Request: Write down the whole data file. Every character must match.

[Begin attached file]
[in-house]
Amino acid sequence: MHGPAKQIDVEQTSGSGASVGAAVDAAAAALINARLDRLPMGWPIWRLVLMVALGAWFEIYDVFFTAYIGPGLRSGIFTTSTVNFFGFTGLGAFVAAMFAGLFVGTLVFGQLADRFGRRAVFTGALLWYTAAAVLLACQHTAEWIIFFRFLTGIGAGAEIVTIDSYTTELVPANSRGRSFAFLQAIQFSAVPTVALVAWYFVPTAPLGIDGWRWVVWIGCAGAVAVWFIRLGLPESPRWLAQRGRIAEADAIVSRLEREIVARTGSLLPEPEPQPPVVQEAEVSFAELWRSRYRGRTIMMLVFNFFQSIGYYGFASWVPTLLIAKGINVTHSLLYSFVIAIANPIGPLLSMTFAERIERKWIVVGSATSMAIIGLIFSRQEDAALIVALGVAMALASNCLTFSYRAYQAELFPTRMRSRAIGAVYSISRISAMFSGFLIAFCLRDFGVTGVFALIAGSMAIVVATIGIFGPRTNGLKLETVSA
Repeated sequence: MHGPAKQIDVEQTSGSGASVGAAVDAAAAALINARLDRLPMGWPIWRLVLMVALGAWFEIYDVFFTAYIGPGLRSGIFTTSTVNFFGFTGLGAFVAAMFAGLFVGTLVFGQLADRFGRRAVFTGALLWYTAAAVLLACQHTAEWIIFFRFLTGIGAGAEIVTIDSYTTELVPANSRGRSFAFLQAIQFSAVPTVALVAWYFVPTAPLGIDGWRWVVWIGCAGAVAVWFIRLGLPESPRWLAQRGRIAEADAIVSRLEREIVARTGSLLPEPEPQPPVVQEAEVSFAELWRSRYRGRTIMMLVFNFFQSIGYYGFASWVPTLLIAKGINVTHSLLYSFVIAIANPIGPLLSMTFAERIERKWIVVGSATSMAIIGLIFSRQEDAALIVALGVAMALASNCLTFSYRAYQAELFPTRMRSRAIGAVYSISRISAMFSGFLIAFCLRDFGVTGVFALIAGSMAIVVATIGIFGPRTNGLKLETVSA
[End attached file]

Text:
[in-house]
Amino acid sequence: MHGPAKQIDVEQTSGSGASVGAAVDAAAAALINARLDRLPMGWPIWRLVLMVALGAWFEIYDVFFTAYIGPGLRSGIFTTSTVNFFGFTGLGAFVAAMFAGLFVGTLVFGQLADRFGRRAVFTGALLWYTAAAVLLACQHTAEWIIFFRFLTGIGAGAEIVTIDSYTTELVPANSRGRSFAFLQAIQFSAVPTVALVAWYFVPTAPLGIDGWRWVVWIGCAGAVAVWFIRLGLPESPRWLAQRGRIAEADAIVSRLEREIVARTGSLLPEPEPQPPVVQEAEVSFAELWRSRYRGRTIMMLVFNFFQSIGYYGFASWVPTLLIAKGINVTHSLLYSFVIAIANPIGPLLSMTFAERIERKWIVVGSATSMAIIGLIFSRQEDAALIVALGVAMALASNCLTFSYRAYQAELFPTRMRSRAIGAVYSISRISAMFSGFLIAFCLRDFGVTGVFALIAGSMAIVVATIGIFGPRTNGLKLETVSA
Repeated sequence: MHGPAKQIDVEQTSGSGASVGAAVDAAAAALINARLDRLPMGWPIWRLVLMVALGAWFEIYDVFFTAYIGPGLRSGIFTTSTVNFFGFTGLGAFVAAMFAGLFVGTLVFGQLADRFGRRAVFTGALLWYTAAAVLLACQHTAEWIIFFRFLTGIGAGAEIVTIDSYTTELVPANSRGRSFAFLQAIQFSAVPTVALVAWYFVPTAPLGIDGWRWVVWIGCAGAVAVWFIRLGLPESPRWLAQRGRIAEADAIVSRLEREIVARTGSLLPEPEPQPPVVQEAEVSFAELWRSRYRGRTIMMLVFNFFQSIGYYGFASWVPTLLIAKGINVTHSLLYSFVIAIANPIGPLLSMTFAERIERKWIVVGSATSMAIIGLIFSRQEDAALIVALGVAMALASNCLTFSYRAYQAELFPTRMRSRAIGAVYSISRISAMFSGFLIAFCLRDFGVTGVFALIAGSMAIVVATIGIFGPRTNGLKLETVSA